Or would it be the junior X-Men as established in the comics? We asked “X-Men: First Class” scribe Jeff Parker what he thought when the news broke and now we’re asking “Young X-Men” writer Marc Guggenheim. And wouldn’t you know it? Both of the comics writers heard the news the same way we did — by reading it in Variety.
“It’s funny,” Guggenheim told us, “when they first talked about doing this [before Schwartz was attached], Variety had the project as ’Young X-Men,’ so I thought it might be coming from the comic. But the idea of a junior group of X-Men has been around long before I started writing it.”
In the ’80s, there was “The New Mutants,” which focused on Cannonball, Psyche, Sunspot, Wolfsbane, Karma, and of course, Kitty Pryde, who resented being put on the junior team. (This also gave rise decades later to “Academy X,” with characters like Surge, Icarus, Elixer, Wallflower, and Wind Dancer.)
In the ’90s, there was “Generation X,” where you had a group outside of Professor Xavier’s Academy for Gifted Youngsters being trained by Banshee and the White Queen, including Jubilee, Husk, Skin, M, Chamber, Psych, Synch, Penance, and Mondo. And this decade, Grant Morrison upgraded the concept of the junior X-Men in ’New X-Men” (although if wasn’t the whole focus) by enlarging the school and including students such as Dust, Angel Salvadore, Beak, quintuplets the Stepford Cuckoos, Quentin Quire, and the Omega Gang.
But it’s from “The New Mutants” class that Guggenheim draws from the most in his current series, “Young X-Men,” which also includes new members like Ink. So if Schwartz’s “First Class” dips into his “Young X-Men” series, he won’t mind.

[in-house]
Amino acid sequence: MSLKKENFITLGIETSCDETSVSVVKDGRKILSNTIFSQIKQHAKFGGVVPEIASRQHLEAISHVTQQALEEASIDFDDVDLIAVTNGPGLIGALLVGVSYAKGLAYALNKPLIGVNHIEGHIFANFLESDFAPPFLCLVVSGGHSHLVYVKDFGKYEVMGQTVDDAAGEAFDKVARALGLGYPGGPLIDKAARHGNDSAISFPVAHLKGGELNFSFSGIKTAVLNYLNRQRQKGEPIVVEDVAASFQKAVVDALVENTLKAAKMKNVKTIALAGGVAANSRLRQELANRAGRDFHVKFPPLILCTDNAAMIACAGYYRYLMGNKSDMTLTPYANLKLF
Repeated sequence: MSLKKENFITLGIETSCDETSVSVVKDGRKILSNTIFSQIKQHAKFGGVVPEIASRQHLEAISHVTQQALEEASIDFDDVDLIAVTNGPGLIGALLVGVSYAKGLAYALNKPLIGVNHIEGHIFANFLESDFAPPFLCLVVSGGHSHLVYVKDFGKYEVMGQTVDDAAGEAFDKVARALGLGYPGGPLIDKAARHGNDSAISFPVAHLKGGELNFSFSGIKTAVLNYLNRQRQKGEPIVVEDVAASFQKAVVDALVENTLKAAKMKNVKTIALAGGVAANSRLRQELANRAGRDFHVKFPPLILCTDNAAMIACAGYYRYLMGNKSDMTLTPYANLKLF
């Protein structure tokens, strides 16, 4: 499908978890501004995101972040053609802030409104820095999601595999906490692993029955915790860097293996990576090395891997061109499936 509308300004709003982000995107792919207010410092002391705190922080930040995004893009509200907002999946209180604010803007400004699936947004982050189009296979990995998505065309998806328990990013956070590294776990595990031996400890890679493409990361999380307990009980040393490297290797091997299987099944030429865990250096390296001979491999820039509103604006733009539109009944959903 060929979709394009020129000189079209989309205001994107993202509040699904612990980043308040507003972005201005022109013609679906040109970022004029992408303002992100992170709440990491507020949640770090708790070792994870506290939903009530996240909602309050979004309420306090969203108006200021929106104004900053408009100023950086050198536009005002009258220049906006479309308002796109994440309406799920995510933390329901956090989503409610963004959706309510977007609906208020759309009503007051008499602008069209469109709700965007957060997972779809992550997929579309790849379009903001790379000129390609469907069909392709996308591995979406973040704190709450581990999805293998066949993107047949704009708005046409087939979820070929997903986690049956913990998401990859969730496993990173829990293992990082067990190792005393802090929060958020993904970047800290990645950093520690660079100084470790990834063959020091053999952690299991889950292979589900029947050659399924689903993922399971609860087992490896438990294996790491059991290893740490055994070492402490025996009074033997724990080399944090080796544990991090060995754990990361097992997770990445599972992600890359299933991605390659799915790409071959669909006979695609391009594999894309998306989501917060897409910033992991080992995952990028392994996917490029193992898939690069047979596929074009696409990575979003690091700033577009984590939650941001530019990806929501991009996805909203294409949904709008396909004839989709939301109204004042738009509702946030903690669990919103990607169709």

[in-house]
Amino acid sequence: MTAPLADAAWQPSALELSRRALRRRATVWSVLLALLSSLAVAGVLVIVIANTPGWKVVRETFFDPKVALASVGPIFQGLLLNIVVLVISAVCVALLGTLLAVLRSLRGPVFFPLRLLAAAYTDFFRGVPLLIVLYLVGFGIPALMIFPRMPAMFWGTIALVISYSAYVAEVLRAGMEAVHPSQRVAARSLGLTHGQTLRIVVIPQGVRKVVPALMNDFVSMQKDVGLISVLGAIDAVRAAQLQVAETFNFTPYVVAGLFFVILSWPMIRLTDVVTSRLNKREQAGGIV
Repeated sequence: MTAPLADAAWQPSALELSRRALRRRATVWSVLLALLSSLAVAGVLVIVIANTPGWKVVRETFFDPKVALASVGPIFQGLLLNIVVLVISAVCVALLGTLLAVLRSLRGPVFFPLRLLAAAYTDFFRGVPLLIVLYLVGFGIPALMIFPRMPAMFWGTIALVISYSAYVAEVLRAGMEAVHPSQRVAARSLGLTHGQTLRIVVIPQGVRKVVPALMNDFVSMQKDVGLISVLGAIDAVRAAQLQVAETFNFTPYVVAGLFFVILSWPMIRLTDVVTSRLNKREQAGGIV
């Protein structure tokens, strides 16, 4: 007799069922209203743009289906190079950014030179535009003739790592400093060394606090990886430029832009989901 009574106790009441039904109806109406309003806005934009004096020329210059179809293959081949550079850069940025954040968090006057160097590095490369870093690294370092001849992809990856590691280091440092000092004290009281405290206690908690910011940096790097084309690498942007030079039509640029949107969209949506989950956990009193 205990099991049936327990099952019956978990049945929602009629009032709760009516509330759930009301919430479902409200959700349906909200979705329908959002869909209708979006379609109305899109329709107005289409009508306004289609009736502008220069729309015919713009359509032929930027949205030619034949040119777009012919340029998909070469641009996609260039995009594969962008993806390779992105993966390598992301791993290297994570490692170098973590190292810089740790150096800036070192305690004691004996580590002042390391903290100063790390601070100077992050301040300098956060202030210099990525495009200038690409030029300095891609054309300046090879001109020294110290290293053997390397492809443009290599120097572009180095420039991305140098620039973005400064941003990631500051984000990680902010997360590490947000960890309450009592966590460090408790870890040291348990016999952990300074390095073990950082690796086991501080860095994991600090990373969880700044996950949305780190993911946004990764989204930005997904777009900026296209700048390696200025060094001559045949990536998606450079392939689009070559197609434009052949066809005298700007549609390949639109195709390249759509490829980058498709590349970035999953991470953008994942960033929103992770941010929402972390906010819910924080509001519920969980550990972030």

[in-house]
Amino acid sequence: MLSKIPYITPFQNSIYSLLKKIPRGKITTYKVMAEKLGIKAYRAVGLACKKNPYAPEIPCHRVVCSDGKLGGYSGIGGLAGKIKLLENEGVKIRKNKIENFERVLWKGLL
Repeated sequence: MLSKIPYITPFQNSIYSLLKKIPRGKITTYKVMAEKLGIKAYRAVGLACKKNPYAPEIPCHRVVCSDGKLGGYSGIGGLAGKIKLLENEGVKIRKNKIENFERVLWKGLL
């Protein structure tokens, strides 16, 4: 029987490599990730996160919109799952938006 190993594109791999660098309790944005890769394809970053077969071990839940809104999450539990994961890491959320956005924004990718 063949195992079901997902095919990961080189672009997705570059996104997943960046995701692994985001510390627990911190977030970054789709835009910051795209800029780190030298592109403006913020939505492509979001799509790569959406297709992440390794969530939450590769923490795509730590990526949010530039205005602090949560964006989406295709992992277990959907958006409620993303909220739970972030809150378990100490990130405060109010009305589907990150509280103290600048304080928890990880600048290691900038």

“I certainly don’t feel like he’d be treading on any territory that I’ve established,” Guggenheim said. “The idea’s been around for a while. But I hope I’ve put new characters on the chessboard that he’d want to play with.”
And should Schwartz want to pick his brain about which of the many characters in the X-Men universe would work for his film, Guggenheim says he’s available for consultation. He’d most likely advise him to focus on the next generation of mutants from “Last Stand,” rather than doing “a young Cyclops and Jean Grey.” And Guggenheim would tell him not to feel bound by what’s in the comics — create some new characters from his own imagination.
“What movie would you rather see?” he asked. “There’s more in the next generation than the junior versions of the very first group, now that you already have movies where they’re established as adults. Do a sequel, not a prequel.”
What characters do you want to see in a “X-Men: First Class” movie?